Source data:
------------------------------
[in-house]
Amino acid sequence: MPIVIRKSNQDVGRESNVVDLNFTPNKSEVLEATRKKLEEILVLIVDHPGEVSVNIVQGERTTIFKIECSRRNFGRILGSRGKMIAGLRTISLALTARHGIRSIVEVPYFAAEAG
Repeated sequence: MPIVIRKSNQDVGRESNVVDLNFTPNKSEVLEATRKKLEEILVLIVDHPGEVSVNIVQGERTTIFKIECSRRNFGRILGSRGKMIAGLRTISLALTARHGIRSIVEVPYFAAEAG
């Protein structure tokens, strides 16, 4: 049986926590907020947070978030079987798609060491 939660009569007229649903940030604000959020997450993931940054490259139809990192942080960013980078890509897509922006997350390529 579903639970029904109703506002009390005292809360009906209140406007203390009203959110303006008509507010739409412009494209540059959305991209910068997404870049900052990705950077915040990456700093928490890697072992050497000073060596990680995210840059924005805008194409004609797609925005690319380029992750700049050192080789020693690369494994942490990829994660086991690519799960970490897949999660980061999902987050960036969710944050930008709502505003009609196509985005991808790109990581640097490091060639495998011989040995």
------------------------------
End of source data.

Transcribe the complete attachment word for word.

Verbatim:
[in-house]
Amino acid sequence: MPIVIRKSNQDVGRESNVVDLNFTPNKSEVLEATRKKLEEILVLIVDHPGEVSVNIVQGERTTIFKIECSRRNFGRILGSRGKMIAGLRTISLALTARHGIRSIVEVPYFAAEAG
Repeated sequence: MPIVIRKSNQDVGRESNVVDLNFTPNKSEVLEATRKKLEEILVLIVDHPGEVSVNIVQGERTTIFKIECSRRNFGRILGSRGKMIAGLRTISLALTARHGIRSIVEVPYFAAEAG
């Protein structure tokens, strides 16, 4: 049986926590907020947070978030079987798609060491 939660009569007229649903940030604000959020997450993931940054490259139809990192942080960013980078890509897509922006997350390529 579903639970029904109703506002009390005292809360009906209140406007203390009203959110303006008509507010739409412009494209540059959305991209910068997404870049900052990705950077915040990456700093928490890697072992050497000073060596990680995210840059924005805008194409004609797609925005690319380029992750700049050192080789020693690369494994942490990829994660086991690519799960970490897949999660980061999902987050960036969710944050930008709502505003009609196509985005991808790109990581640097490091060639495998011989040995």